Filled with excitement and anticipation, I created a playlist for the drive to New Orleans this past Winter break. A self-described music junkie and amateur rock historian, I included classics from a wide variety of genres that originated in the American south such as jazz, the blues, bluegrass, some country and of course good ole rock n’ roll. Amongst Armstrong, Ray Charles, Hendrix, CCR and Muddy Waters, I included one of the music legends I looked up to the most- Chuck Berry.
Although I had been a rock aficionado since before high school due to the influence of my parents’ musical collection, I was introduced to the founding father of rock n’ roll in when I was taking a college course in high school on American popular music. My professor, a jovial elderly twiggy blonde woman, showed us the black and white video of native Missourian playing “Johnny B. Goode” in front of a British teen audience. I was freezing cold, surrounded by bored students. He was sweaty and shaking his legs and hips to the guitar strings. I could only imagine being one of the adolescents at the time listening to this awesome tune for the first time in 1958.
While one of Chuck Berry’s biggest inspirations was the grand Muddy Waters, Berry himself also became a huge influence in the history of rock and music. Jimi Hendrix, the Rolling Stones, Elvis Presley and countless other rock classics attribute Berry as a source of inspiration. If it wasn’t for Berry’s innovative musical mind, we would not have the great musical movements of grunge, funk and even many of today’s underground and popular hits.
Ultimately, Chuck Berry is arguably one of the most vital individuals who lay the foundations for music generations to come. Because of his music, presence, and way in which he brought forth rock n’ roll into the mainstream, the genre of rock has been able to gather a presence and impact thousands of lives.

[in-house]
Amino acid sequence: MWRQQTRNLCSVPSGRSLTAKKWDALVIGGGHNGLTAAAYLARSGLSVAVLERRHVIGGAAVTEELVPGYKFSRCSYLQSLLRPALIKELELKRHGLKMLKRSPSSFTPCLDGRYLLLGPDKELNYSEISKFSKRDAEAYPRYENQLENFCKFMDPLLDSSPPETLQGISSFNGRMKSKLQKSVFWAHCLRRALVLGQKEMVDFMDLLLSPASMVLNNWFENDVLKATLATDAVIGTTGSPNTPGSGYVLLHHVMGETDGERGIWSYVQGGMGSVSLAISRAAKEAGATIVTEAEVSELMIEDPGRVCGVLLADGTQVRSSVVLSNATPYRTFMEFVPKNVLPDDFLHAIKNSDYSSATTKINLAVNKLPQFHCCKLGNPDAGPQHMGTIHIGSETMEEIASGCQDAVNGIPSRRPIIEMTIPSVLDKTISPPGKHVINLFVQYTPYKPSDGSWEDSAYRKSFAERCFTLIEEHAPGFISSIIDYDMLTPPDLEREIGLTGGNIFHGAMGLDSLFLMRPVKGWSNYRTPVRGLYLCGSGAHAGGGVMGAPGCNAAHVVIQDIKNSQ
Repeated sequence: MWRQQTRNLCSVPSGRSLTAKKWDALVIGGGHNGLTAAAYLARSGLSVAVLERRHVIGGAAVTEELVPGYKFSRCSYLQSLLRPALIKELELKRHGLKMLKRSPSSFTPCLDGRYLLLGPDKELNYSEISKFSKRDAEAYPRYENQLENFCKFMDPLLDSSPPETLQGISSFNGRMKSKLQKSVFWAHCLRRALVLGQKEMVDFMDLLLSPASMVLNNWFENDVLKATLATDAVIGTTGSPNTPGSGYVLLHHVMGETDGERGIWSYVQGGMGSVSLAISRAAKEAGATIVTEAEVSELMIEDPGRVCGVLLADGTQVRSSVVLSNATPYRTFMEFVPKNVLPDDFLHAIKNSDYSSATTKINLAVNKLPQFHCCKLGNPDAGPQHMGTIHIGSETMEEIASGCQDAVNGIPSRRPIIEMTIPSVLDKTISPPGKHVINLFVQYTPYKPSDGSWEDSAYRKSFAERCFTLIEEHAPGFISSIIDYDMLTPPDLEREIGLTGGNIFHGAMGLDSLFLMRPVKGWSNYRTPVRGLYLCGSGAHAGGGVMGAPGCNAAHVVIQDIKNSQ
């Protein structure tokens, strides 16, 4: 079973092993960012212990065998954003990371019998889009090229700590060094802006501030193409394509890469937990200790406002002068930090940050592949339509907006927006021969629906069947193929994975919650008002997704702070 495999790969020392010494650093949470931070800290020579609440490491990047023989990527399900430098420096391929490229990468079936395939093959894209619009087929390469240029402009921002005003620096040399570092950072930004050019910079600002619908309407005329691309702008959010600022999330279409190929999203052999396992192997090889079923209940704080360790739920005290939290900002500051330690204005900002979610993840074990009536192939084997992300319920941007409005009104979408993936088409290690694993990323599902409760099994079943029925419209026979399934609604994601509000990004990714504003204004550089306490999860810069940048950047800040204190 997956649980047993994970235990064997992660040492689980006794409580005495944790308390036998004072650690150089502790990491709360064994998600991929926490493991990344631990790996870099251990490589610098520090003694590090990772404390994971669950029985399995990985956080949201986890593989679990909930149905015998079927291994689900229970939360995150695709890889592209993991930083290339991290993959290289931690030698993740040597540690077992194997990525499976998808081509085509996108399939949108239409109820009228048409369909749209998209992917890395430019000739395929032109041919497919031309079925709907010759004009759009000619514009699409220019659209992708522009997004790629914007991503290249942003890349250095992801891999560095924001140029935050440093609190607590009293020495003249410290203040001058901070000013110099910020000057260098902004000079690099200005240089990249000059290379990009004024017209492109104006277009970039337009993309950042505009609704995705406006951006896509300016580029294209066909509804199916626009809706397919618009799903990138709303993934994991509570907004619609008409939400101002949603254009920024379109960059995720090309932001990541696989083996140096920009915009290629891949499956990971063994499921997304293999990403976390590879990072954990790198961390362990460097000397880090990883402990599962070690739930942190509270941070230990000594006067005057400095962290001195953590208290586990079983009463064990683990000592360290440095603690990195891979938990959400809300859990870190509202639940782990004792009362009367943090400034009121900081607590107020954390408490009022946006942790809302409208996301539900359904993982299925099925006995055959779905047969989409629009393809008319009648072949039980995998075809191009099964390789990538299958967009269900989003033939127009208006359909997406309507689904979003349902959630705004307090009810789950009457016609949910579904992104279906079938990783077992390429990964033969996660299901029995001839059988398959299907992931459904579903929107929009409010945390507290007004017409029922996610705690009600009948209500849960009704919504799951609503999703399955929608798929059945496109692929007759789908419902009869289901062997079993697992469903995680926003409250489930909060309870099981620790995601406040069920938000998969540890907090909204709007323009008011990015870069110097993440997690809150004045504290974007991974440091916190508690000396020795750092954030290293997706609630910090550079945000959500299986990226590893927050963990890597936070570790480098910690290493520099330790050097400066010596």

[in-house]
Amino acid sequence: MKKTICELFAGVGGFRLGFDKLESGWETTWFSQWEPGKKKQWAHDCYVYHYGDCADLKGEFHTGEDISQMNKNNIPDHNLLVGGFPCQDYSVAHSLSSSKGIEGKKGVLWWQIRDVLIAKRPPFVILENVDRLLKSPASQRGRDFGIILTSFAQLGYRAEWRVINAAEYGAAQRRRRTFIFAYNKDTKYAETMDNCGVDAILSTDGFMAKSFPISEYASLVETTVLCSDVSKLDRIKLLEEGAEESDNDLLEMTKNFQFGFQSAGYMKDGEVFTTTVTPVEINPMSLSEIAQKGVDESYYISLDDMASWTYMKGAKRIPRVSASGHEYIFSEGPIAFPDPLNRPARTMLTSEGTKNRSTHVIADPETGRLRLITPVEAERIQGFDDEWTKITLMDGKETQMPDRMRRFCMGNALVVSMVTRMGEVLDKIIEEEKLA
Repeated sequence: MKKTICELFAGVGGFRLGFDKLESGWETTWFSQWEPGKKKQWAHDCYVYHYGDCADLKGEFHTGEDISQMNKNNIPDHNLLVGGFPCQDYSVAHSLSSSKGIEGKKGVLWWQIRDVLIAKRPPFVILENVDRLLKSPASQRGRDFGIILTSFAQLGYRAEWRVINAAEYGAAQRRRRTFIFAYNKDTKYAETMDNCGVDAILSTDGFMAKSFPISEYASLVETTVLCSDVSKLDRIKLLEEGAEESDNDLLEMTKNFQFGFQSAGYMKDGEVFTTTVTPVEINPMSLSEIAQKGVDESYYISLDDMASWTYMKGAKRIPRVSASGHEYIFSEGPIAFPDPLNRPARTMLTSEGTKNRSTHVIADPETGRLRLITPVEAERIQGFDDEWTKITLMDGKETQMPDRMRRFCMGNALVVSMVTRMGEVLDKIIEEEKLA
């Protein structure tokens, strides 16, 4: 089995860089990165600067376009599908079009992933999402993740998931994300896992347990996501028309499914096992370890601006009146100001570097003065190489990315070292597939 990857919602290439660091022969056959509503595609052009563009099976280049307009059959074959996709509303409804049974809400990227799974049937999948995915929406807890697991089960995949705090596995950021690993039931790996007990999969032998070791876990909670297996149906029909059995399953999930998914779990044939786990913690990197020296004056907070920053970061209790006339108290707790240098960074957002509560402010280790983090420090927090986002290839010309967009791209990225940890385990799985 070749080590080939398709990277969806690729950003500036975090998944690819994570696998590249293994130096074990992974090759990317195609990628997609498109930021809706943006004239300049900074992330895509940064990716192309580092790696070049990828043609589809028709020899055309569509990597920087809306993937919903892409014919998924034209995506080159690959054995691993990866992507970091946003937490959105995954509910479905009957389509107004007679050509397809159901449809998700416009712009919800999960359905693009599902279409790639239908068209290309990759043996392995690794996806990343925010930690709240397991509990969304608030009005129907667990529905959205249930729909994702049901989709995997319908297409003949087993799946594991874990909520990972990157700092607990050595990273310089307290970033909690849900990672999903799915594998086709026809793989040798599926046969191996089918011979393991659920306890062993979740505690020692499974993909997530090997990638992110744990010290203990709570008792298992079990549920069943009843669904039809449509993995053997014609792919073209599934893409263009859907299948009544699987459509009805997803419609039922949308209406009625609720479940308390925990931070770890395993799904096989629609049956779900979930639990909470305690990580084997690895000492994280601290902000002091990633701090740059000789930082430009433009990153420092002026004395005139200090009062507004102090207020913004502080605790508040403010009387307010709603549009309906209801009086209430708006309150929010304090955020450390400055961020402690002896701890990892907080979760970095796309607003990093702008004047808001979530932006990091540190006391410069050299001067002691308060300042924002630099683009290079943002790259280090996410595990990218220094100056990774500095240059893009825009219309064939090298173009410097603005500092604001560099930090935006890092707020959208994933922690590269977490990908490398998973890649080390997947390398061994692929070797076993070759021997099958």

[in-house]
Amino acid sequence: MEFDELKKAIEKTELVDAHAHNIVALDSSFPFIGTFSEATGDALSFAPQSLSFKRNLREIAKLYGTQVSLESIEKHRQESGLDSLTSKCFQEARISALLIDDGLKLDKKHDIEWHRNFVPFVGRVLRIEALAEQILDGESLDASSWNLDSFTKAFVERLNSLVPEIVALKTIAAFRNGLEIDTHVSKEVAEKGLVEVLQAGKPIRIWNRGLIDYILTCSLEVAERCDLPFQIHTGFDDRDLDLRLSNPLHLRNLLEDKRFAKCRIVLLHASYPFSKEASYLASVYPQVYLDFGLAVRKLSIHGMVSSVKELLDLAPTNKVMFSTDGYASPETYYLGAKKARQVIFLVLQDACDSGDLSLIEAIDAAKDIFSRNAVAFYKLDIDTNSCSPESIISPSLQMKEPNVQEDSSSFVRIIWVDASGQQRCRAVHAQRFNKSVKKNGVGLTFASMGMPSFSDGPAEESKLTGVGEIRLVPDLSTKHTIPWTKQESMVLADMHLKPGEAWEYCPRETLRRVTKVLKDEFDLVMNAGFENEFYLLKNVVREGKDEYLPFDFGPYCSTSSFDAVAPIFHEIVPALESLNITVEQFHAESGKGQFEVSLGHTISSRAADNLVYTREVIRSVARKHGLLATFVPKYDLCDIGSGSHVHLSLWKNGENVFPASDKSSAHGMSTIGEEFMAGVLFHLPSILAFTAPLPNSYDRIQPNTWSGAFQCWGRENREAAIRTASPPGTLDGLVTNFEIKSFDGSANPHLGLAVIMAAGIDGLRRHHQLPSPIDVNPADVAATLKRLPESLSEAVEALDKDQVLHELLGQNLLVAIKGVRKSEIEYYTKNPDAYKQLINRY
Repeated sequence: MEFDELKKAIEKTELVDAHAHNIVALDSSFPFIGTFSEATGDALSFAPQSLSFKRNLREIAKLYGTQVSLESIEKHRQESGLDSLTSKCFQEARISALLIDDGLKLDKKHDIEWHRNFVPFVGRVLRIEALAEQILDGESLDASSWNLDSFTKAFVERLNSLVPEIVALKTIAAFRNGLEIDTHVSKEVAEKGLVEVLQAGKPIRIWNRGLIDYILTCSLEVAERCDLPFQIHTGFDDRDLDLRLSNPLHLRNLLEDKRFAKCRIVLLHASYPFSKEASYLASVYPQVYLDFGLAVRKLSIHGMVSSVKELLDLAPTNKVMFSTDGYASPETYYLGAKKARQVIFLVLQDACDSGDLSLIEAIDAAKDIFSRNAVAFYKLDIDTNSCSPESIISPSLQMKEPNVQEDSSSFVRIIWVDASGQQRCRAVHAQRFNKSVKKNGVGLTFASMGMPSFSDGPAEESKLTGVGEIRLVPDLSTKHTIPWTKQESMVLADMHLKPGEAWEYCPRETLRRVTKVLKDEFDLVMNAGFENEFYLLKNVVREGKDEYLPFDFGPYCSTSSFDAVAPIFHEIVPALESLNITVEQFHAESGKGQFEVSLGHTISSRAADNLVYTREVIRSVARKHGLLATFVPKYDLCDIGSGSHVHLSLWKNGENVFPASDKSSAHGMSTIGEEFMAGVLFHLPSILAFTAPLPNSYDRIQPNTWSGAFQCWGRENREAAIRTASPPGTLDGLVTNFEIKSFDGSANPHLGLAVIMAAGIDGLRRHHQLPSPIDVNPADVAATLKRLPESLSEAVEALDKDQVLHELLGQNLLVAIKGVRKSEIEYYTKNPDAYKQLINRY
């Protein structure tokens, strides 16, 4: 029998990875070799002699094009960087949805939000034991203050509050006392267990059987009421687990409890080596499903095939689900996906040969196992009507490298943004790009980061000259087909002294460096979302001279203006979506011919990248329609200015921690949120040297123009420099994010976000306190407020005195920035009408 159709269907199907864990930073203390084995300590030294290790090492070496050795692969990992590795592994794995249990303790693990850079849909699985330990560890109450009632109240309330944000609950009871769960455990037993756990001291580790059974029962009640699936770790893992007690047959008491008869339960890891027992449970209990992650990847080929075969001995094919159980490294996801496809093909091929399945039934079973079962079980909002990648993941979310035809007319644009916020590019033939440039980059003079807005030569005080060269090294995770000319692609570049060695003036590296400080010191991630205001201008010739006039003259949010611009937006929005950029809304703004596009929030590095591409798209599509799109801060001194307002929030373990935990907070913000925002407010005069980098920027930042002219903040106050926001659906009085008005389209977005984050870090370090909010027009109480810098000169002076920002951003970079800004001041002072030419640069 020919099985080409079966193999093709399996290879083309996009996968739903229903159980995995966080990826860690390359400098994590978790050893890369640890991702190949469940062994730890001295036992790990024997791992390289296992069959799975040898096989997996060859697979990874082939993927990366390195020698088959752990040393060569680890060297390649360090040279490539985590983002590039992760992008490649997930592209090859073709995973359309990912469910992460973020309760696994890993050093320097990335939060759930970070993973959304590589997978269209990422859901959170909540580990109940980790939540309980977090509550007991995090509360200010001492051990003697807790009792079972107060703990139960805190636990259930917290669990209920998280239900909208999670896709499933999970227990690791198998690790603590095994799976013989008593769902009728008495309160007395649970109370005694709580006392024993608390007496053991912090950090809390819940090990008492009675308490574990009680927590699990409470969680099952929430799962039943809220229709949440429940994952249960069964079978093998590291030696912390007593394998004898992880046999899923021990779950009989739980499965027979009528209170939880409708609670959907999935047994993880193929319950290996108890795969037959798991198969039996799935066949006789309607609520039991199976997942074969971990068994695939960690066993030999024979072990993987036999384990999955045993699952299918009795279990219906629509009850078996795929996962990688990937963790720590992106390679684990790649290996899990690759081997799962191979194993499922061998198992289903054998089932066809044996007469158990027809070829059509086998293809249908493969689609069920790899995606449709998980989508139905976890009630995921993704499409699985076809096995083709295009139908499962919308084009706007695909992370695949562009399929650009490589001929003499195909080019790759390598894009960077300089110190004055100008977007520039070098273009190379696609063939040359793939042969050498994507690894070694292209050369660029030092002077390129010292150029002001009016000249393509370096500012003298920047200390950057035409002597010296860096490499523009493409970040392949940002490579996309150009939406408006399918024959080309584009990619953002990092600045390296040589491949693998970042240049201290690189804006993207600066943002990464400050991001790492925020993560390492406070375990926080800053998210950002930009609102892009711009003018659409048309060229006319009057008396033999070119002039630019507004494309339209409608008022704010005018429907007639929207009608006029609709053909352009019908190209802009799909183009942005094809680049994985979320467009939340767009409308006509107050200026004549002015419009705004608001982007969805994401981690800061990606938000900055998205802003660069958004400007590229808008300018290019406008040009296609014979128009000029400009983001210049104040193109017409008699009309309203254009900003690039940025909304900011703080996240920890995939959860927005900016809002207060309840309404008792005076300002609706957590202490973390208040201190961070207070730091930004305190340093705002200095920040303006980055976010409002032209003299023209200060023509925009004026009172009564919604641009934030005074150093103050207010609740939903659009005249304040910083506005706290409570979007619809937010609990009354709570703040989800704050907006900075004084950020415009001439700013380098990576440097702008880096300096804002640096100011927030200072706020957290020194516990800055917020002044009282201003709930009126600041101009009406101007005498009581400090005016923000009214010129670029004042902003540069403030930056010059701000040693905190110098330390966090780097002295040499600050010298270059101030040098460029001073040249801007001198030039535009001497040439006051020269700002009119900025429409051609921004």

Although I am currently saddened by the news that this great musician has left us, I am still smiling at one memory I have with one of Berry’s songs. The first night after arriving in NOLA, my mom and I curiously stepped into a bar where a cover band called Chicken on the Bone was playing oldies to an elderly crowd. As I was photographing them and reveling the sight of the crowd having a good time, I screamed and put my camera down immediately upon hearing the first hears the chords of “Johnny B. Goode”. Swiveling my legs and hips, I was captured by the pure moment of enjoyment. The lights in the bar twinkled, my mother laughed as she saw me dance to this old song, and the other folks in the bar grabbed their partners and danced as they sang “Go Johnny go!”.
As the song ended, the lyrics said: “Maybe someday your name will be in the lights”. Well, Chuck, your name has been in the lights and forever engraved in our hearts. Thank you for sharing your music with us. Rest in peace and I hope you bring some rock n’ roll to heaven!